Just spent a very interesting hour talking with the end user of one of our customers’ product, a product that is literally used on the front lines. We had hand assembled the beta prototypes in our lab, using printed plastic parts, a whole slew of adhesives, and some rather clever yet distinctly jerry-rigged assembly processes. So it was slightly intimidating to hear from actual users as to how those prototypes had performed under some rather extreme field conditions.
When he said “the buttons work really well” I started to breathe again. For the buttons were the worst part of this design (which we had inherited from a long-since-gone design shop). We had spent a ton of effort developing and testing workarounds, between some design goobers and the inherent tolerance issues of printed plastic parts, but still it felt a little scary. But the buttons were working out fine despite heavy use, and beyond that the beta units had apparently been performing well. Nothing had broken (another worry with printed plastics), nothing had leaked. Hooah.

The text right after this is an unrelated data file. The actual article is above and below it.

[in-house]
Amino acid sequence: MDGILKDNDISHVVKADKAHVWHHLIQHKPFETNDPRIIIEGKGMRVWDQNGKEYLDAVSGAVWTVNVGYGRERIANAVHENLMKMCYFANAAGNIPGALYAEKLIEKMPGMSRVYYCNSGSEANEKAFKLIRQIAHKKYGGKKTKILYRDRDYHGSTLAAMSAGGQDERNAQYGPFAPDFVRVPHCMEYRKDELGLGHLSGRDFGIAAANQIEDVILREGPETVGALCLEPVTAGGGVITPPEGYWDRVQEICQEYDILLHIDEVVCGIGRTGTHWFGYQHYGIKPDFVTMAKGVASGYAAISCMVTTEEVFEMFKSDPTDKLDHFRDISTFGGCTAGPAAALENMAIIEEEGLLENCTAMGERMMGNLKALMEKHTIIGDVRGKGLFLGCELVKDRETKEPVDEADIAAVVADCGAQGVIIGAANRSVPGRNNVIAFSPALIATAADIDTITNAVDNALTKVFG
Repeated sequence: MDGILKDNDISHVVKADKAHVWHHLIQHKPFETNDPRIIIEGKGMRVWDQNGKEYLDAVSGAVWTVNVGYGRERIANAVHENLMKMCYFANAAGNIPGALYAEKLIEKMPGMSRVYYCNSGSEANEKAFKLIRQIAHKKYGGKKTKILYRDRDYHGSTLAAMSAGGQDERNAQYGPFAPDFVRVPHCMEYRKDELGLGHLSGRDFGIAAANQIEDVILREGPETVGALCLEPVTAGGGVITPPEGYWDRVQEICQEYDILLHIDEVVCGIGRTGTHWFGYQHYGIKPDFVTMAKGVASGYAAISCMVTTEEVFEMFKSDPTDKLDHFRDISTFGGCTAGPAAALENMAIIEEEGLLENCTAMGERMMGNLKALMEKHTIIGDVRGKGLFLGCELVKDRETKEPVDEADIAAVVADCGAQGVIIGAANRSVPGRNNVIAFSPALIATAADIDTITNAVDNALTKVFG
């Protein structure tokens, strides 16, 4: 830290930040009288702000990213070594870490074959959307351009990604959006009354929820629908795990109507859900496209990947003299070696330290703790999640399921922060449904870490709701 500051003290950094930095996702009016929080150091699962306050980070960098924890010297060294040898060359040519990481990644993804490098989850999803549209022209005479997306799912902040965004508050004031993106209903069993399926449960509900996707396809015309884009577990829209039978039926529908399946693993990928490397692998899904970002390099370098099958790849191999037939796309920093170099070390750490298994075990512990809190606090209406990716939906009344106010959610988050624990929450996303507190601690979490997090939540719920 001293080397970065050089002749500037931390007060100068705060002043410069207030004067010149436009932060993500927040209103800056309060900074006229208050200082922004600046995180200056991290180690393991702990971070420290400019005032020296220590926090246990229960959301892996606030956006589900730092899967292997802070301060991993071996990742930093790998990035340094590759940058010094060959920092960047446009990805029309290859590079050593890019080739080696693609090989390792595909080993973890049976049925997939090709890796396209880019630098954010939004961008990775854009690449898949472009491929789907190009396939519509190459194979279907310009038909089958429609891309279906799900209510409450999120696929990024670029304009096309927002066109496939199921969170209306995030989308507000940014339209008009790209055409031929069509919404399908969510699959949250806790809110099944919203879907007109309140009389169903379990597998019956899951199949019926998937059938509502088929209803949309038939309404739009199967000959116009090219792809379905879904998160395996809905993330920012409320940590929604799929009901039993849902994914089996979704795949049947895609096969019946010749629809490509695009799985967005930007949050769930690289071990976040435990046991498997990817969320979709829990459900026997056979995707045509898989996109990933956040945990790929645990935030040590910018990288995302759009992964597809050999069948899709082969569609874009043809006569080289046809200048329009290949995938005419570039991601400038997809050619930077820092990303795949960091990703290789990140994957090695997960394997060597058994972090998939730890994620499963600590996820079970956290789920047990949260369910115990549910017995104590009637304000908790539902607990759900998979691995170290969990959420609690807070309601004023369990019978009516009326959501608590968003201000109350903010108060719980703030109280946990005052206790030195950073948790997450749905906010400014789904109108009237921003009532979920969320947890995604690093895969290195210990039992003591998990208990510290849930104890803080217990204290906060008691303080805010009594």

Even better, this user group has a slew of good inputs as to what they wanted and didn’t want in the redesign, the real purpose of the call. A redesign that we will be walking point on, with no one to blame but ourselves if we don’t make it a lot better–more rugged, better functionality, and better manufacturability–than the first version. So we’re excited. And breathing.